Another look at PH Literature

posted November 21, 2016 at 12:01 am
by  Honor Blanco Cabie
Very often, we hear people in coffee shops and in the academe talk about the state of Philippine literature. And almost as often, we hear them discuss what they describe as Philippine literature, its roots right in the national capital region and the surrounding provinces.

That, to say the least, is a rather sad commentary on not just the state of Philippine literature but on the orientation many have had for years and the focus of what really is literature that we can say truly and rightly reflects the soul of this Southeast Asian archipelago of nearly 88 million people.

Given the multi-racial, multi-ethnic society the Philippines has, is there really one brand that may truly be called Philippine literature to the unjust exclusion of the others similarly strong in foundation and appreciated not the least by many scholars as well as students of history and culture?

Since there are various regions—more than a dozen political or otherwise—in this country, discovered in 1651 for Europe by Portuguese navigator Fernando Magallanes, then sailing under the flag of Spain, it would be proper, if appropriate, that there must be a serious look at both the oral and written, if any, literature of the different regions beyond the audible echoes of the Manila Cathedral chimes.

Aside from a sympathetic understanding of the geographical divisions, we must as well note that the Philippines, heretofore called Las Islas Filipinas, had been under different political rulers.

And, in certain cases, the politics then included the educational and the spiritual dimensions, not necessarily taken together.

With this given, we can immediately see the need for more scholars and chroniclers as well as quality translators to compile and translate the native tunes and lyrics indigenous to each or to more than one region.

This is where any private effort should be matched at once by the government, which has the logistics and will to let one body, or committee, to work on and for the translation and dissemination of the various regional literatures.

A government, after all, should be the guardian of the culture of a country—in this case, the Philippine government of the culture of this multi-lingual nation whose sense of pride has been strengthened by the various eras imposed on them by colonial masters and conquerors in separate eras.

More than 40 years ago—not exactly a long time by any cultural crawl—high school, and even elementary, students up north were being pounded by Francisco Balagtas’ Florante at Laura by teachers in Pilipino.

The same academic scenario was also being unreeled in the other regions outside of the Tagalog-speaking capital and nearby provinces.

We do not suggest that Florante at Laura had no merits for discussion in classrooms, even if in some cases that situation then is today pathetically repeated in some colleges and universities.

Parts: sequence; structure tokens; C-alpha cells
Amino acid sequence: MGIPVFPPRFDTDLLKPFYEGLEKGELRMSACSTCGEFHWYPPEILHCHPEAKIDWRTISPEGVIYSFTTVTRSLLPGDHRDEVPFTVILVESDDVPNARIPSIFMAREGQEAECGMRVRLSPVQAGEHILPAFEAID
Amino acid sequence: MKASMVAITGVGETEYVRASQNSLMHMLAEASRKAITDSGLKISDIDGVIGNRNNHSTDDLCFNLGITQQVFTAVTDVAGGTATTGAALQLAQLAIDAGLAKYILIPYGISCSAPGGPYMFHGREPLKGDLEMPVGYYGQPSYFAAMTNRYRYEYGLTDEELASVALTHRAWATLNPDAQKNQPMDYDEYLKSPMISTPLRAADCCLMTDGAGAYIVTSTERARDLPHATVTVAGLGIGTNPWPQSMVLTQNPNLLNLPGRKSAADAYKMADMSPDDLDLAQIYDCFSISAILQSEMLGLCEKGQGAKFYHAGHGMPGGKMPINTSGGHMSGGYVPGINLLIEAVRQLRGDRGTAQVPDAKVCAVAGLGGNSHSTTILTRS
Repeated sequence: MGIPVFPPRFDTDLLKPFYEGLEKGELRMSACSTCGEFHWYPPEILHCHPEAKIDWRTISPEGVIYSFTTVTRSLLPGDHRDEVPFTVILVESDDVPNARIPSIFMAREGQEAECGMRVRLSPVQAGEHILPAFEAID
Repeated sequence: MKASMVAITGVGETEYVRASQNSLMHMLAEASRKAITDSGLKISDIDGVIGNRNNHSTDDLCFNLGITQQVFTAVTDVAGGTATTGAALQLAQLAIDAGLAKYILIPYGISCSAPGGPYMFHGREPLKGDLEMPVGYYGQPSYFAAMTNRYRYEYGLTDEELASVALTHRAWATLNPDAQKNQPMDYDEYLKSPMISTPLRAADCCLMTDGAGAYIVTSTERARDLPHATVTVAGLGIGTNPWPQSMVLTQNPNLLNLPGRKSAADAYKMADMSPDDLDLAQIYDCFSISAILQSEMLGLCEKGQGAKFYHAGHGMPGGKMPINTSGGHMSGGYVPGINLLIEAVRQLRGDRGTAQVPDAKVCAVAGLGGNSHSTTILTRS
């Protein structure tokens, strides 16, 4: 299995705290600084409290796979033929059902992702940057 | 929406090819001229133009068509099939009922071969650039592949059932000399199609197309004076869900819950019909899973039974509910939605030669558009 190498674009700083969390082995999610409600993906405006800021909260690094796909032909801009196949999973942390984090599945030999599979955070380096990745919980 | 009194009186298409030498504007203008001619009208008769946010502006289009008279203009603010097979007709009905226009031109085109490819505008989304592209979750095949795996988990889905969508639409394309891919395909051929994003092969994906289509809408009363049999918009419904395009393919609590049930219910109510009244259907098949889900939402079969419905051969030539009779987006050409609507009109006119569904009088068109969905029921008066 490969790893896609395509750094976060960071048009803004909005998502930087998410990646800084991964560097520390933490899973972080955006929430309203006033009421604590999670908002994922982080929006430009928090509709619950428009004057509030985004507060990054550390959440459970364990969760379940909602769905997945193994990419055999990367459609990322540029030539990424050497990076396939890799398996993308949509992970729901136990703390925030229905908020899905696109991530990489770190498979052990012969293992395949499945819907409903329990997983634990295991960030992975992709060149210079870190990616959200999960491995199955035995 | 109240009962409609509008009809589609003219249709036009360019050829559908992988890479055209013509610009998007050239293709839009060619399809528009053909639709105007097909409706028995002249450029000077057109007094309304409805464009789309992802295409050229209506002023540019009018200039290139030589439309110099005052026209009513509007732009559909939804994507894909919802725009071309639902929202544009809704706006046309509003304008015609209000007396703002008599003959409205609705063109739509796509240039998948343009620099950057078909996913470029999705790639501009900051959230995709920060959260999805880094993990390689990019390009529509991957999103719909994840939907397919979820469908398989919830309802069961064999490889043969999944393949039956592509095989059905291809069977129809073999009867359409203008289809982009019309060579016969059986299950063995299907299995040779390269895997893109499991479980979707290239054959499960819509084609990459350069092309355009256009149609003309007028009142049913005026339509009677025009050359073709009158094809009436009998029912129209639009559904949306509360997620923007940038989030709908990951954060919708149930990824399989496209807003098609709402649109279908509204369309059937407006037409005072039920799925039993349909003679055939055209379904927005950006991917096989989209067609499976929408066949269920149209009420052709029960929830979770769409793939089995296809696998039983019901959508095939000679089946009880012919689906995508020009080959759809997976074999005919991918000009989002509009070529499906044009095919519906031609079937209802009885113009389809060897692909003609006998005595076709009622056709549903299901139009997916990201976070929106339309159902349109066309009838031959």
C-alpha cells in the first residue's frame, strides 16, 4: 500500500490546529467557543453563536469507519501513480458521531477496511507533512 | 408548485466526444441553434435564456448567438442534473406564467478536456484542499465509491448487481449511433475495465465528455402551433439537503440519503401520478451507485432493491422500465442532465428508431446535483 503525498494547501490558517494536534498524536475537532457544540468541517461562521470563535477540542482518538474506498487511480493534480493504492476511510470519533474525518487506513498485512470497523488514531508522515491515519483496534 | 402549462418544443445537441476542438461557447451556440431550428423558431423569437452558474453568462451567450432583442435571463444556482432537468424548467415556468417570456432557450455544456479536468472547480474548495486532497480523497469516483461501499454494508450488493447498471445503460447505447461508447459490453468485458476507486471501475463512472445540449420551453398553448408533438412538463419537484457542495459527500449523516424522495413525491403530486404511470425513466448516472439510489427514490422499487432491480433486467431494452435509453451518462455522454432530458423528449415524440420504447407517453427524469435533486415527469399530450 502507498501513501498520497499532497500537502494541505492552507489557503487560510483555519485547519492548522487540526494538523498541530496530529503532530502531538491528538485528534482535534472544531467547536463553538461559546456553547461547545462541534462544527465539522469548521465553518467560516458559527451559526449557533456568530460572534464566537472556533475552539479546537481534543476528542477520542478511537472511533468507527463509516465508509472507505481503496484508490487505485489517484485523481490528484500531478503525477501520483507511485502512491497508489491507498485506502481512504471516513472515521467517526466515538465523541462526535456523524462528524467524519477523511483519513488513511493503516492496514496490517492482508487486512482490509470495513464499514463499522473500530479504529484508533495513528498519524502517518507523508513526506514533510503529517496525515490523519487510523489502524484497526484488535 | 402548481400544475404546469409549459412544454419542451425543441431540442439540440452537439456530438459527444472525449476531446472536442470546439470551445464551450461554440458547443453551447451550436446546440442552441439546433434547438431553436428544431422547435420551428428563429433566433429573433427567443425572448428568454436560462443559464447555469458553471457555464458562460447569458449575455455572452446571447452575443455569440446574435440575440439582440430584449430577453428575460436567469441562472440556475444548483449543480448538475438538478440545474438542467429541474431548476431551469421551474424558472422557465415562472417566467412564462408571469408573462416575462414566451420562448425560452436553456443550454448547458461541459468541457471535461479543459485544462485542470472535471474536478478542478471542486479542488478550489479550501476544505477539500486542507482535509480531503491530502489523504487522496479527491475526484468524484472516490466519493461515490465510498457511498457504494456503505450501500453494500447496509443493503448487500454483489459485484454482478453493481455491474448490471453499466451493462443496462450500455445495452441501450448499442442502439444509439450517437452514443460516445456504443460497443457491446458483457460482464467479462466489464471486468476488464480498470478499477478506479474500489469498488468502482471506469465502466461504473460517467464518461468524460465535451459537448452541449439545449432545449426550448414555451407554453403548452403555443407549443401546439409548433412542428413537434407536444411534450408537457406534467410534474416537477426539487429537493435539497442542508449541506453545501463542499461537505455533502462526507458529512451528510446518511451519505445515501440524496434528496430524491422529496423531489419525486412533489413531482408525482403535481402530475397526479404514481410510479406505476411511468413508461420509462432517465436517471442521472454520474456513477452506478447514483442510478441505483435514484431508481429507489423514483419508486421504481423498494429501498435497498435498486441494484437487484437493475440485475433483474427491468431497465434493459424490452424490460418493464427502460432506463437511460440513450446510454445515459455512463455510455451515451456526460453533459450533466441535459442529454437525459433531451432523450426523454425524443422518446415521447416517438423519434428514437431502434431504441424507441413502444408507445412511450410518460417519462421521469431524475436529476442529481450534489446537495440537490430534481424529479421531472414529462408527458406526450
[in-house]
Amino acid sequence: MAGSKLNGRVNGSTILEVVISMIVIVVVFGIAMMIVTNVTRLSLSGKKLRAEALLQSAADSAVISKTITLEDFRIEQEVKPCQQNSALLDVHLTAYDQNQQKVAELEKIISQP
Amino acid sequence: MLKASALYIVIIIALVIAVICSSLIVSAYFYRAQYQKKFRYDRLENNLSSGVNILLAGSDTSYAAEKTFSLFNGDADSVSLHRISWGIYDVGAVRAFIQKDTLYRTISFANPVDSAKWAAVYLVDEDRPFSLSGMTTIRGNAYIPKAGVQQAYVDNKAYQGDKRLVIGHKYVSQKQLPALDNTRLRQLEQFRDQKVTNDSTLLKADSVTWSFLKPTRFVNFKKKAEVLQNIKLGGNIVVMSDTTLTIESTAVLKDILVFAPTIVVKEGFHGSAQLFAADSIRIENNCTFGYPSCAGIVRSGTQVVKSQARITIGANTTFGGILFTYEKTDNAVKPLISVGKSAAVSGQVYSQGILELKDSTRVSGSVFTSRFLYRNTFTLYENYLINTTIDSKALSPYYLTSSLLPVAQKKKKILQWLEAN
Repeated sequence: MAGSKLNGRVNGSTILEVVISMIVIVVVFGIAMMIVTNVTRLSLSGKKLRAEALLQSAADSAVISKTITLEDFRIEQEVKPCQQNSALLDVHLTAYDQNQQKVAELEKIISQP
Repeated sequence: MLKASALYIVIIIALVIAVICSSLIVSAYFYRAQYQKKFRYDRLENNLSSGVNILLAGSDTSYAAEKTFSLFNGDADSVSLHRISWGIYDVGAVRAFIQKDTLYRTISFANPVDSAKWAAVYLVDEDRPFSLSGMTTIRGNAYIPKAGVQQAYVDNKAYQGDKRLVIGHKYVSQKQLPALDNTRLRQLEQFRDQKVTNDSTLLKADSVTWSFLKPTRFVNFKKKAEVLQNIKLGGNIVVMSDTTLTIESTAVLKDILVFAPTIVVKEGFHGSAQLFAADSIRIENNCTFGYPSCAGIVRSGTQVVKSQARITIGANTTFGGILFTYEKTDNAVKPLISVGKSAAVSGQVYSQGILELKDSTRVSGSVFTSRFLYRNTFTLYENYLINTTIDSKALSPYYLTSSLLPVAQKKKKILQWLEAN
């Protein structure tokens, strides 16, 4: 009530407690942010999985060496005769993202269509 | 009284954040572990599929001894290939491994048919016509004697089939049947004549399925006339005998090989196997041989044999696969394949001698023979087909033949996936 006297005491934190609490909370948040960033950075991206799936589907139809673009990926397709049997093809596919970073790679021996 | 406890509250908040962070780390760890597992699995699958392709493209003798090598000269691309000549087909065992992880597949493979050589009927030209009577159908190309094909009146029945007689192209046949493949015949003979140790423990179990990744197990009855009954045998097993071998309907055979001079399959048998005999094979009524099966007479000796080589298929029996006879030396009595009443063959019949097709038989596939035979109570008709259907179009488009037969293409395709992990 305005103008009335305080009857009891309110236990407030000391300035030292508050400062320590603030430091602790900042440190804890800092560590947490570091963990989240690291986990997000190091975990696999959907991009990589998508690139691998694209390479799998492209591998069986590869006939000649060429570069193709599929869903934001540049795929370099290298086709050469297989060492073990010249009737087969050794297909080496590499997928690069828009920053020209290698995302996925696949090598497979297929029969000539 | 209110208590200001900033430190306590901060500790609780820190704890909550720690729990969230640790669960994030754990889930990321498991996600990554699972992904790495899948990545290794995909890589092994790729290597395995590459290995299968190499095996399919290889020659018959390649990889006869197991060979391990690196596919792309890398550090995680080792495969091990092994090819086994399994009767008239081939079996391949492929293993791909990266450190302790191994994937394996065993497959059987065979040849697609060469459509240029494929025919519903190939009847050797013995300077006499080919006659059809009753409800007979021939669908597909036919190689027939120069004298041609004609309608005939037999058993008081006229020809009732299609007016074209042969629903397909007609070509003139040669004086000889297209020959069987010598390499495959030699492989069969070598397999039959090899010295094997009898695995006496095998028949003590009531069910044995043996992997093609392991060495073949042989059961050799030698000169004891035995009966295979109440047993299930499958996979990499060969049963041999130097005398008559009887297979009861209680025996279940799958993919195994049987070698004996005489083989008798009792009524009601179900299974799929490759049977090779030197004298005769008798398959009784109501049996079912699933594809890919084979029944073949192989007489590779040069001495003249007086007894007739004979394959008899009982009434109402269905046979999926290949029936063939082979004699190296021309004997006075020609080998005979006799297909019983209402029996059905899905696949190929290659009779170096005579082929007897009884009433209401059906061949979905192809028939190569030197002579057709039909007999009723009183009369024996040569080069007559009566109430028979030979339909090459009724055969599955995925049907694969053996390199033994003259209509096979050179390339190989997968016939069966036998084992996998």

But there are others deserving attention. These include, but not necessarily limited to, the Aliguyon or the Hudhud of the Ifugaos of the Cordilleras which narrates the exploits of Aliguyon as he waves hefty muscles and courage against his arch enemy, Pambukhayon, across the rice fields and terraces.

The parts narrate the exploits of the hero as he leads his people who have been unnecessarily driven out of their land to Nalandangan, a land of utopia, where there are no land grabbers nor oppressors.

More than 40 years ago—not exactly a long time by any cultural crawl—high school, and even elementary, students up north were being pounded by Francisco Balagtas’ Florante at Laura by teachers in Pilipino.

The same academic scenario was also being unreeled in the other regions outside of the Tagalog-speaking capital and nearby provinces.

We do not suggest that Florante at Laura had no merits for discussion in classrooms, even if in some cases that situation then is today pathetically repeated in some colleges and universities.

But there are others deserving attention. These include, but not necessarily limited to, the Aliguyon or the Hudhud of the Ifugaos of the Cordilleras which narrates the exploits of Aliguyon as he waves hefty muscles and courage against his arch enemy, Pambukhayon, across the rice fields and terraces.

Then there is the Agyu or Olahing, a three-part epic that rolls on with the pahmara or invocation, then the kepu’unpuun, or the narration of the past, and the sengedurog, or the episode which in itself is complete.

There are others similarly situated with a wealth of literary trove, like the Pangasinenses, the Pampangos, the Ibanags, and other marginalized communities, whose oral and written, however limited, literature must be translated now before they are lost in the storming winds of ruthless time.

Honro Blanco Cabie is night editor for Manila Standard.

Topics: Philippine literature , Another look at PH Literature
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